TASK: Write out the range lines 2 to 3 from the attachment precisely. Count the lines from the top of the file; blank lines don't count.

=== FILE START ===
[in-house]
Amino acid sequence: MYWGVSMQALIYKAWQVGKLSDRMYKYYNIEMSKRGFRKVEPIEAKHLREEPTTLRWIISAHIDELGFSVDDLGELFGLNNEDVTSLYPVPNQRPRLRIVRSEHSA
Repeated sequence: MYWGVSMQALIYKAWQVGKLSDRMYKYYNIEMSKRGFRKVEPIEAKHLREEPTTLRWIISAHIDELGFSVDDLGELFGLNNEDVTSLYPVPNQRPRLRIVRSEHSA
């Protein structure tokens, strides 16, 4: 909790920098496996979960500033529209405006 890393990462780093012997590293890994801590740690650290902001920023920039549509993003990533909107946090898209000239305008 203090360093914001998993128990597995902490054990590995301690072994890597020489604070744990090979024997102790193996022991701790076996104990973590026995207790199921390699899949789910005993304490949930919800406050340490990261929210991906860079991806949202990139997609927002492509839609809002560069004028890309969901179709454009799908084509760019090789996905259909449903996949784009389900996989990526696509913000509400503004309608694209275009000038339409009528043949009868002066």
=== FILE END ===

Amino acid sequence: MYWGVSMQALIYKAWQVGKLSDRMYKYYNIEMSKRGFRKVEPIEAKHLREEPTTLRWIISAHIDELGFSVDDLGELFGLNNEDVTSLYPVPNQRPRLRIVRSEHSA
Repeated sequence: MYWGVSMQALIYKAWQVGKLSDRMYKYYNIEMSKRGFRKVEPIEAKHLREEPTTLRWIISAHIDELGFSVDDLGELFGLNNEDVTSLYPVPNQRPRLRIVRSEHSA